Partnerships can be highly beneficial, and extremely limiting. Depending on who you choose to partner with, the partnership might just end up becoming a serious problem in the long run. Of course if you choose a partner wisely a partnership can grow in to a constructive and beneficial relationship or business. If not, well… Things don’t work out as smoothly as predicted.
As a partner in a start-up media production company I fully understand the challenges that a this particular bond forms. Being able to challenge the processes, policies, and behaviors of your partner(s) in order to reach optimum performance is important. All involved partners must be able to take criticism constructively and be able to manage their emotions and the emotions of everyone in the organization. In order to build a culture of performance around a shared or collective vision, you must know the limits to your own authority as well as knowing how you react when your own power is challenged. Assuming responsibility and correcting problem situations is a key duty as a partner.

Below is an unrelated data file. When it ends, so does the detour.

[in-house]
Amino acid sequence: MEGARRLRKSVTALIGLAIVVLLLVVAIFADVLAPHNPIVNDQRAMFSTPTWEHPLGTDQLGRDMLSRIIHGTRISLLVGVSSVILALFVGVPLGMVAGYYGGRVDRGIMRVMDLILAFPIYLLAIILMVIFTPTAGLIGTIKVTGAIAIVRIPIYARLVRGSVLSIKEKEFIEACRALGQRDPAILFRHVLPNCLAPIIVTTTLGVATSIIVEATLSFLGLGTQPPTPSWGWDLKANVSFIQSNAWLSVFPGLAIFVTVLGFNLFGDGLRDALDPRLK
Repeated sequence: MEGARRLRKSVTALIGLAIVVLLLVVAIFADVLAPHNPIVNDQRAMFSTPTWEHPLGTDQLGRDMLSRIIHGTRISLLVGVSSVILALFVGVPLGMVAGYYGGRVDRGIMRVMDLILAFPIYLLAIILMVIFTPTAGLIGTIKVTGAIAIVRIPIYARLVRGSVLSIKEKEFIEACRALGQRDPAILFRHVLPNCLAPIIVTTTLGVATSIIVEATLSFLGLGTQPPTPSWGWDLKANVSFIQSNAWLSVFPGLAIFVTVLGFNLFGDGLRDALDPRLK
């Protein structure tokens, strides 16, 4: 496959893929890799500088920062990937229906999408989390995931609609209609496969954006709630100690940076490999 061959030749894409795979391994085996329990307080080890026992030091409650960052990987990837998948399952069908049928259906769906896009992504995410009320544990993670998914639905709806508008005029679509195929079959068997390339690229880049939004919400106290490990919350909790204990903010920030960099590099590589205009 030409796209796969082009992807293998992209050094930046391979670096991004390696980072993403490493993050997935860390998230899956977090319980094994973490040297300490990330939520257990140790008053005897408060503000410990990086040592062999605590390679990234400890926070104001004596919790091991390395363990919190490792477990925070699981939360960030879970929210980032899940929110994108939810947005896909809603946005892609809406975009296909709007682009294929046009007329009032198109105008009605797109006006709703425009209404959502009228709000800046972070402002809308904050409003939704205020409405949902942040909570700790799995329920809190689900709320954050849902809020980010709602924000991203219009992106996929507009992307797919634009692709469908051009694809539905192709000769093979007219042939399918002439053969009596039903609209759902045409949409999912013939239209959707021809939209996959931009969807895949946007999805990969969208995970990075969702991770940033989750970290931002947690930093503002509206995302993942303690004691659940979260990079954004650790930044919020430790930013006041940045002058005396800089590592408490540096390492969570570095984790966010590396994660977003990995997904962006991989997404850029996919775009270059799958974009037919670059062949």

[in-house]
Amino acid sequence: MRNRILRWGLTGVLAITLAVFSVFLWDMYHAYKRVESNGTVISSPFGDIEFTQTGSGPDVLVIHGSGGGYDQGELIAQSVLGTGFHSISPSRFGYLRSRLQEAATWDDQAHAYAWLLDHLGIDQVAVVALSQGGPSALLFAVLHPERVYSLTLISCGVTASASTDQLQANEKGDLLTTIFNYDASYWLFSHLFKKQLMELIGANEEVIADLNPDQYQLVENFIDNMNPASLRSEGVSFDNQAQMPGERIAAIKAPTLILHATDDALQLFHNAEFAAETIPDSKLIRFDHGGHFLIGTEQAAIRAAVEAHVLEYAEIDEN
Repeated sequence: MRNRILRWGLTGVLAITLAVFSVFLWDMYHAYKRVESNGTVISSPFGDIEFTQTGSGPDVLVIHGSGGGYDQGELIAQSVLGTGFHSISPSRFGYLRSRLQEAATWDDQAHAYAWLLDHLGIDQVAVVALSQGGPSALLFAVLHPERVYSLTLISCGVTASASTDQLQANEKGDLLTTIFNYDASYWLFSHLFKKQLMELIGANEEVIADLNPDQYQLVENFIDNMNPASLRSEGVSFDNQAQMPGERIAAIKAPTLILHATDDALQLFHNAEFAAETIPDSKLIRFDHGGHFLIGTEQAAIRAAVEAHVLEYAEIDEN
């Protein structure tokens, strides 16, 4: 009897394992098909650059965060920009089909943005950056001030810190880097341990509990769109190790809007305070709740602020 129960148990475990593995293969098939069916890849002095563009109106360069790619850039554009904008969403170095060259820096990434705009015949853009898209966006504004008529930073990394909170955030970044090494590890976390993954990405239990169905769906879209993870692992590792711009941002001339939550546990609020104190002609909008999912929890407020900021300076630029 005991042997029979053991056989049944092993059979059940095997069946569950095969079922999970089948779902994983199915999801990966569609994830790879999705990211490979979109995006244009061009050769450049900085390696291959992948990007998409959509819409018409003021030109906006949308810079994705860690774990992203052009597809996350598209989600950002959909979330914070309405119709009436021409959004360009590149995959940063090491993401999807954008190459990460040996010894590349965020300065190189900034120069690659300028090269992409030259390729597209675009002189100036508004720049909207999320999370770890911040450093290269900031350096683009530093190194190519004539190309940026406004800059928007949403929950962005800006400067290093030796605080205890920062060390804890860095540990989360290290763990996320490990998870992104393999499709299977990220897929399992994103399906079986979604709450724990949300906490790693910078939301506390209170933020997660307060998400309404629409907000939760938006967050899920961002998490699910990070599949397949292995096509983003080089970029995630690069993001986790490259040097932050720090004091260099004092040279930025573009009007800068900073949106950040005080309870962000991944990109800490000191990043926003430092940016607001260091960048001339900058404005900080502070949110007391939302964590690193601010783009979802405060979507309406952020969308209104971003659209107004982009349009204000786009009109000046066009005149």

Partners must not turn on each other in any way. As soon as one partner decides that a problem is not theirs and they placing blame or assigning responsibilities to the other partner due to lack of trust or communication, the jig is up. It just can’t work that way. Individualist behavior cannot be accepted and will not be beneficial to a partnership so instead, try to work toward a compromise.
The bottom line is that partnerships are built on trust, reasonable compromise, and challenges. If you can’t achieve a partnership and turn an individualist into an effective partner with beneficial behavior, your partnership will fail. If you can however build a responsible partnership then the benefits will expose themselves on their own without force.